I should like to express my indebtedness to the late Philip Gaskell, who first introduced me to the incunable collections in the University of Glasgow, when he appointed me to the Library’s Special Collections Department in 1963. To my former colleague, the late Hester M. Black, I owe a great deal: it was she who first introduced me to the pleasures of provenance study. Projects like this are never the achievement of just one person and I am also very conscious that I am building on the work of many past librarians at Glasgow and elsewhere who are now anonymous.

Coming to more recent times, I first and foremost want to thank David Weston, former Keeper of Special Collections in the University of Glasgow Library. He has been a source of constant encouragement and advice and it is true to say that without him this catalogue would not have seen the light of day. To Julie Gardham, Senior Librarian in Archives & Special Collections, I owe a special acknowledgement: for her generous support at all times and for all the good publicity she has successfully attracted to the Glasgow Incunabula Project by virtue of blogs, seminars, talks and exhibitions. She has not only been responsible for designing the web version of this catalogue, but she has completed, single-handed, the enormous task of migrating its data as part of the full-scale revision of all the incunable records in the Library’s Opac catalogue. I am also much indebted to Robert MacLean, also of Archives & Special Collections, for his many helpful suggestions and improvements, and especially for his provenance contributions, as well as for his work on the maintenance of the web catalogue. To all the other staff of the Department I want to say thank you for making my return from semi-retirement both enjoyable and productive: in particular, Paula McKerrow and the late Paul Fitzpatrick, who have, with unfailing good humour over the years, fetched and carried from the rare book stacks thousands of books for me to work on; and Sarah Gillies deserves an especially big thanks for so patiently receiving and processing my frequent upgrades and revisions of text. The indispensable contribution to the Project made by the staff of the Photographic Unit in the University Library (particularly India Fullarton) should also to be recorded; they have prepared a minimum of three images per incunable (amounting in total to over 3,000 images) to illustrate the web catalogue.

The staff of other Glasgow libraries have given me help I could not have foregone: Andrew McAinsh (formerly of the Royal College of Surgeons and Physicians Library); Patricia Grant and Linda Burke (for incunables at the Mitchell Library, the Burrell Collection, and Kelvingrove Art Gallery and Museum); Carol Stewart (Andersonian Library, University of Strathclyde)

I am also hugely indebted to other librarians and scholars outside Glasgow, who have generously provided the Project with information and assistance: Lilian Armstrong, Terence Bailey, Joseph Bernaer, Elma Brenner, Susanne Budde, Martin Davies, Jeroen De Keyser, Iain M.L. Donaldson, Cristina Dondi, Stephanie Dreyfürst, Christina Duffy, Oliver Duntze, Falk Eisermann, John Goldfinch, Klaus Graf, Lotte Hellinga, Karen Limper-Herz, Alan R. MacDonald, John Monfasani, Laura Nuvoloni, Paul S. Needham, John P. O’Brien, Philip Oldfield, Douglas Osler, Edward Potten, Stefan Reif, Holger Richter, W.D. Ian Rolfe, Marja Smolenaars, Piotr Tafiłowski, Steven Van Impe, Valérie Neveu.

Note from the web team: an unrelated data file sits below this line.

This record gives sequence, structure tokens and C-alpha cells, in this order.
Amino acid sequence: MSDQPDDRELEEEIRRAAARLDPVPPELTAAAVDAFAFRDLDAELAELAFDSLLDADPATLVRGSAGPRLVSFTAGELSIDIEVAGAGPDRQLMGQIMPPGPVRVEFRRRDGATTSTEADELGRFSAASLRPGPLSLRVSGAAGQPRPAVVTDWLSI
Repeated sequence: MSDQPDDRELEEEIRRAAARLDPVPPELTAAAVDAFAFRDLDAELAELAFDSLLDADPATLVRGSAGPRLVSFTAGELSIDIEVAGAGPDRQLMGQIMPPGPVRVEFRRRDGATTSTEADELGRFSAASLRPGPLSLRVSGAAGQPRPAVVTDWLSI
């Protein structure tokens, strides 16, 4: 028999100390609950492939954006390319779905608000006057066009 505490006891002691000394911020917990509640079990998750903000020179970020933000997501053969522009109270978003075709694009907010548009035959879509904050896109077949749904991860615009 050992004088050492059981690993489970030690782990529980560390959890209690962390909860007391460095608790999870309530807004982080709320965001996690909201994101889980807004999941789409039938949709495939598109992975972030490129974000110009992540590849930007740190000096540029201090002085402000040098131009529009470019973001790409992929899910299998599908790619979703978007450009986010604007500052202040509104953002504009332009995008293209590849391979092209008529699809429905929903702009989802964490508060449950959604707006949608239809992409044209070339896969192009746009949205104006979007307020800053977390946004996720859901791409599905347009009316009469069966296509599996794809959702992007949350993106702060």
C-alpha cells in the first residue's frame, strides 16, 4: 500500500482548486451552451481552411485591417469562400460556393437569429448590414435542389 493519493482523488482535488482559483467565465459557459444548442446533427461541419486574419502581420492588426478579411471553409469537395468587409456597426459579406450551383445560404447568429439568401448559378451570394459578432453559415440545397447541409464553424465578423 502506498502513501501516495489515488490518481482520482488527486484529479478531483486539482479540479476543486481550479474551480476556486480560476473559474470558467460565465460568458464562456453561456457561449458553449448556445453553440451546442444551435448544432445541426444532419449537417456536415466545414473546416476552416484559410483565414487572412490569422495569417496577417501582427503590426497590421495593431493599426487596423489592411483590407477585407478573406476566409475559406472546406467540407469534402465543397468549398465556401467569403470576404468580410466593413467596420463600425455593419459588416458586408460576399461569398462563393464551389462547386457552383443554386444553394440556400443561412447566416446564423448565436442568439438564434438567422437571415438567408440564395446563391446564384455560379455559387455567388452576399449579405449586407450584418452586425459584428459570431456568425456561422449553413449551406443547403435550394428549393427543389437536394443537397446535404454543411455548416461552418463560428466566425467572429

A slightly unsung group of experts that I would like to acknowledge are the compilers of catalogues of recent auction sales of incunables. I have learned a lot and derived much pleasure from perusing catalogues such as the Doheny sales (New York: Christie’s, 1987, 2001); the George Abrams sale (London: Sotheby’s, 1989); the Friedlaender sale (New York: Christie’s, 2001); the Beriah Botfield sale (London: Christie’s, 1994) – to name but a few.

As well as those already mentioned above, many other staff in Archives & Special Collections as well as University of Glasgow work placement students have contributed to the project website over its ten year genesis (editing data, creating links, photographing books, writing blogs etc), and I would like to acknowledge the work of the following in particular (with apologies for anyone who has been inadvertantly omitted):  

Rachael Beardwood (Graduate Trainee)
Siobhan Buchanan (Museum studies placement student)
Lara Burton  (Graduate Trainee)
Michelle Craig (Graduate Trainee)
Samuel Dyer (Photo Unit)
Adam Flynn (Renaissance Art placement student)
Sarah Graham (Conservator)
Hannah Grout (Graduate Trainee)
Sequoia Hearne (Photo Unit)
Fiona Laird (Graduate Trainee)
Andrew McAinsh (Graduate Trainee)
Emma Malarkey  (Graduate Trainee)
Olivia Moloney (History & History of Art placement student)
Rebecca Moloney  (Graduate Trainee)
Patrick J. Murray (College of Arts)
Fiona Neale (Archives & Special Collections)
Dr Paris O’Donnell  (Graduate Trainee)
Katie O'Neill (Museum Studies placement student)
Lisa Ramsay (Graduate Trainee)
Louise Robertson (Conservator)
Struan Watson (History of Art placement student)

It is a pleasure to record all the help I have received from far and wide, giving me information I could never have discovered on my own and saving me from many a faux pas. However, perfection is a mirage in a work of this kind, dealing as it does with hundreds of thousands of pieces of data. I have tried to be as diligent and accurate as I could, but errors and flaws, some from ignorance, others from lapses in concentration, will inevitably show through the weft and weave of the text. For these I am solely responsible.


Jack Baldwin
October 2020

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